We are deeply saddened to hear of the death of Oliver Knussen. A treasured alumnus, composer and conductor, Oliver was one of the leading and most generous musicians of our time, who will be missed enormously.

Born in Glasgow in 1952, Oliver’s musical talent was evident from a young age. His father was principal double bass of the London Symphony Orchestra (LSO) for nearly 20 years, and it was with the LSO that he conducted his First Symphony at the age of 15, when their principal conductor István Kertész fell ill.

Between 1963 and 1969 Oliver studied at The Purcell School with the composer John Lambert, and went on to study with Gunther Schuller from 1970-73 at the Tanglewood Music Centre, where he met his future wife, Sue Freedman, the horn player and documentary film maker. He received many eminent commissions early on in life from peers such as André Previn in 1969 and Yehudi Menuhin in 1970. The 1970s were a particular period of intense creativity for Knussen, with chamber works including Rosary Songs, Ocean de Terre and Ophelia Dances, as well as the completion of his Third Symphony. The decade also saw the beginning of his longstanding relationship with his publisher Faber Music.

From 1979-83 and 1984-85, Oliver wrote two operas in collaboration with the author Maurice Sendak based upon the popular children’s books Where The Wild Things Are and Higglety Pigglety Pop!. They are perhaps Oliver’s most renowned works, for which he received the greatest of critical acclaim. However, throughout the rest of the 1980s conducting began to take up more of Oliver’s time, particularly with his appointments as artistic director of the Aldeburgh Festival from 1983 until 1998 and Head of Contemporary Music Activities at Tanglewood between 1986 and 1993.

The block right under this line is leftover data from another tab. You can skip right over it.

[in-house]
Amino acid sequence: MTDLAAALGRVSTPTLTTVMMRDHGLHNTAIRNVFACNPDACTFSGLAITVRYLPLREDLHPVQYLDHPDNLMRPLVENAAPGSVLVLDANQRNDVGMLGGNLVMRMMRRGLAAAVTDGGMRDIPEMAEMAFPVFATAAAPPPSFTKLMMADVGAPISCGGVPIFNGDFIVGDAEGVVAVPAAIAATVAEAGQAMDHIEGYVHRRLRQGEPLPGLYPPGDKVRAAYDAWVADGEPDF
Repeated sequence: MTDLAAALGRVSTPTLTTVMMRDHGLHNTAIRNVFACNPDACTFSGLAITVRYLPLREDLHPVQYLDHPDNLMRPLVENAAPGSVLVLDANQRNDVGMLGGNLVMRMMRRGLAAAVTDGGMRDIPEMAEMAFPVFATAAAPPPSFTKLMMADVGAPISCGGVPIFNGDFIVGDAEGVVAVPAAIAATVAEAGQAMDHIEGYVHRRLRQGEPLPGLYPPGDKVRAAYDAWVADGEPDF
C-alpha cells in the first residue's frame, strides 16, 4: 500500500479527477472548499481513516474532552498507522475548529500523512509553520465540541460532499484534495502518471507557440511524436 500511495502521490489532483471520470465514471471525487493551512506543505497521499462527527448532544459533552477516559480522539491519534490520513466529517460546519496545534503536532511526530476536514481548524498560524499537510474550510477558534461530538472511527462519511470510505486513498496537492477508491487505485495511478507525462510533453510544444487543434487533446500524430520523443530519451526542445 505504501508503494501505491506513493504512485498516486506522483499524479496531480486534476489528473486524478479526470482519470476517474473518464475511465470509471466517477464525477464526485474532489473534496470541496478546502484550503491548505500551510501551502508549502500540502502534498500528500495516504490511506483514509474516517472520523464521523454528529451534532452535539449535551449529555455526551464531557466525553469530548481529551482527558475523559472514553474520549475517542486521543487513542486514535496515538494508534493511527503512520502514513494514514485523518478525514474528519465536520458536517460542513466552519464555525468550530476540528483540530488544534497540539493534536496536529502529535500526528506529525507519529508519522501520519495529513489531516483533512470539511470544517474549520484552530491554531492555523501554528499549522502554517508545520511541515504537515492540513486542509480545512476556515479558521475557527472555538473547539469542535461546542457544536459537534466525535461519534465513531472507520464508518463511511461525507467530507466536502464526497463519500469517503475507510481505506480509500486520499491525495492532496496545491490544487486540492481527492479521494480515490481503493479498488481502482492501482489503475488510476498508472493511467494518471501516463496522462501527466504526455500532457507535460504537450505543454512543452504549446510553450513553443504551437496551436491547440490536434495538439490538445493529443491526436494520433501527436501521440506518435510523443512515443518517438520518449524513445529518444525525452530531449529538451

During the 1990s, he wrote the stand out pieces Whitman Settings, Songs Without Voices and Horn Concerto, as well as the deeply moving Prayer Bell Sketch in memory of his great friend the composer Toru Takemitsu, and the Violin Concerto for Pinchas Zukerman. In 1993 he co-founded the Aldeburgh Contemporary Composition Course, where he worked with young composers and performers, and became Music Director of the London Sinfonietta in 1998.

Following the death of his wife in 2003, Oliver composed Requiem: Songs for Sue (2005-6) which he described as ‘not a huge work . . . but it’s a big piece emotionally’. His last completed work was O Hototogisu! for soprano ensemble.

Oliver received a CBE in 1994 and was appointed many honors for his contribution to music, including honorary membership of the American Academy of Arts and Letters in 1994, honorary membership of the Royal Philharmonic Society in 2002 and its conductor award in 2010, the Ivor Novello classical musical award and the Queen’s Medal for Music in 2016. He was Associate Guest Conductor of the BBC Symphony Orchestra from 1989 onwards and their Artist in Association, 2009-12; Artist in Association with the Birmingham Contemporary Music Group from 2006; and Associate Artist of the South Bank Centre in 2006. In 2014 he was made the inaugural Richard Rodney Bennett professor of music at the Royal Academy and was awarded an honorary doctorate.

He is survived by his daughter, Sonya.

Dr Bernard Trafford, Interim Head of The Purcell School, commented ‘All of us at The Purcell School were grieved to hear that the world has lost one of its leading composers. Oliver was one of the brightest luminaries among our alumni: he never forgot the debt he owed to the school and teachers who supported him in his formative years. We extend our sympathy to all his family and friends.’